By Andy Mannix
By Caleb Hannan
By Olivia LaVecchia
By CP Staff
By Aaron Rupar
By Jacob Wheeler
By Olivia LaVecchia
By Aaron Rupar
The moment of truth and enduring tribulation for Phillip Leroy True III should have ended the night it began.
Shortly after 10:30 p.m. on September 7, 2001, the flashing red lights of a Minneapolis police car appeared in the rearview mirror of True's 1998 silver Plymouth Voyager. There were two other people in the vehicle as the van crossed Lake Street toward the southbound ramp of I-35W; True's 40-year-old cousin, Parrish Martin, was in the back seat; David Christianson, age 39, was sitting up front. As the police siren rang out, Christianson panicked. "Take off, man," he blurted out. "I might've just shot somebody."
According to Hennepin County Court records, this was the first True had heard of the shooting. And he answered Christianson with a single-word answer: "No." Then he pulled the van over. True would come to regard this as yet another in a series of wrong turns in his life.
In 1999, True had been riding in the front seat of a car when the driver fell asleep. In the ensuing accident, True was nearly broken in two, his back "severed like a razor blade had cut through every muscle and tendon that [he] had." "At first I had no feeling below the 12th vertebra; now it is up to the eighth. I can feel things around my stomach, but nothing below the waist," he says. When he talks about the injury, True stares straight ahead, his soft face framed by tight black curls and a goatee. "I do believe with the grace of God I'll walk again."
Six months before the crash, True had reunited with his longtime girlfriend, who, although they have never been married, refers to herself as Hope Swan True. The two have a seven-year-old daughter. "The accident was tough," Hope acknowledges. "I still have a hard time dealing with it. Real, real tough. People ask me why I stayed with him, and all I can answer is, he's charming, he's funny. We're best friends."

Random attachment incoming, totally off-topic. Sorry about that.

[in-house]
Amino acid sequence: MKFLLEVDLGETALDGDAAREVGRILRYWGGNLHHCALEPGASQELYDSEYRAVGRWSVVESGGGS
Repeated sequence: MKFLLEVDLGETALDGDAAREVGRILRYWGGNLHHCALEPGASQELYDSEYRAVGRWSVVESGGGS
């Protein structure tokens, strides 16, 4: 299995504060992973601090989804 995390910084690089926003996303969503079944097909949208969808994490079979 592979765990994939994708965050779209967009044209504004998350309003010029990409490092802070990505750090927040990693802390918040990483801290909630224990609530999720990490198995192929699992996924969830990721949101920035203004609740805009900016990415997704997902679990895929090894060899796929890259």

"After the accident, I wasn't going to be half a man, who couldn't support his family," True says. "I needed something to do and I found I could sit in my chair and frame and mat artwork and sell it to the schools." He opened up an art gallery--called Truly Unique--on Penn Avenue North in Minneapolis, and he outfitted his nearby house on Queen Avenue North with ramps and lifts. He also had his van customized so it could be driven using just his hands. "I was independent," he says simply.
Now the store is closed, the house is sold, and the independence is gone--all because of a chaotic series of events that began on that night in September.
A second-degree murder charge issued against True was dismissed in January. A lesser charge of being an accomplice to a crime after the fact was dismissed a month later. Now the 37-year-old is in the Hennepin County Workhouse because of something he didn't do.
In February, Judge Stephen Swanson sentenced True to a year and a day for failing to appear
at an earlier court hearing where his attorney was to argue--accurately, as it turns out--that there was not enough evidence to justify the charges against him.
Put simply, Phillip True is guilty of not showing up to prove his innocence. His saga is best summed up by Phillip Resnick, his defense attorney. "Phillip didn't trust the system to give him a fair shake. And subsequent events indicate that there was reason for him to think that way."
Around 10:00 p.m. on September 7, while a number of people were drinking beer at True's house, David Christianson asked True if he could drive him over to south Minneapolis to meet Thomas Marcum. Christianson says he didn't give a reason for the visit; True says it was his understanding that Christianson owed Marcum $20 and wanted to pay off the debt. True knew that Christianson had been friends with Marcum and his two brothers, Rick and William Marcum, for over 20 years. (In fact, Christianson and Thomas Marcum lived in the same Bloomington apartment building. And, according to Marcum's girlfriend, Holly Spikings, Christianson had once landed her boyfriend a job.)
A total of seven people piled into True's van. Three passengers were dropped off on the north side, leaving True, Christianson, Martin, and Martin's girlfriend Sandrya Groce as the remaining occupants. True then drove to south Minneapolis, where, at Christianson's request, he eventually made his way to the Marcum family home at 3437 Second Ave. S. True then parked in an alley kitty-corner to the house. Christianson walked up to the Marcum home to deliver some crack--payment for the $20 debt.
The following version of events comes from David Christianson's sworn testimony in Hennepin County Court on January 28, 2002.
Just before getting out of the van, Christianson turns to fellow passenger Martin and asks for a gun; True, who is on the phone and has his head turned, does not see this occur. (Christianson never revealed to the court how the gun got in the van. According to prosecutors, however, Christianson informed them the gun was his.)
Christianson believes he needs the gun because Thomas Marcum, with whom he had spoken on the phone throughout the day, has become increasingly agitated, anxious for drugs--to the point of threatening Christianson. (In a statement to police, Holly Spikings would confirm that Marcum's intensive drug use had begun to make him paranoid.)
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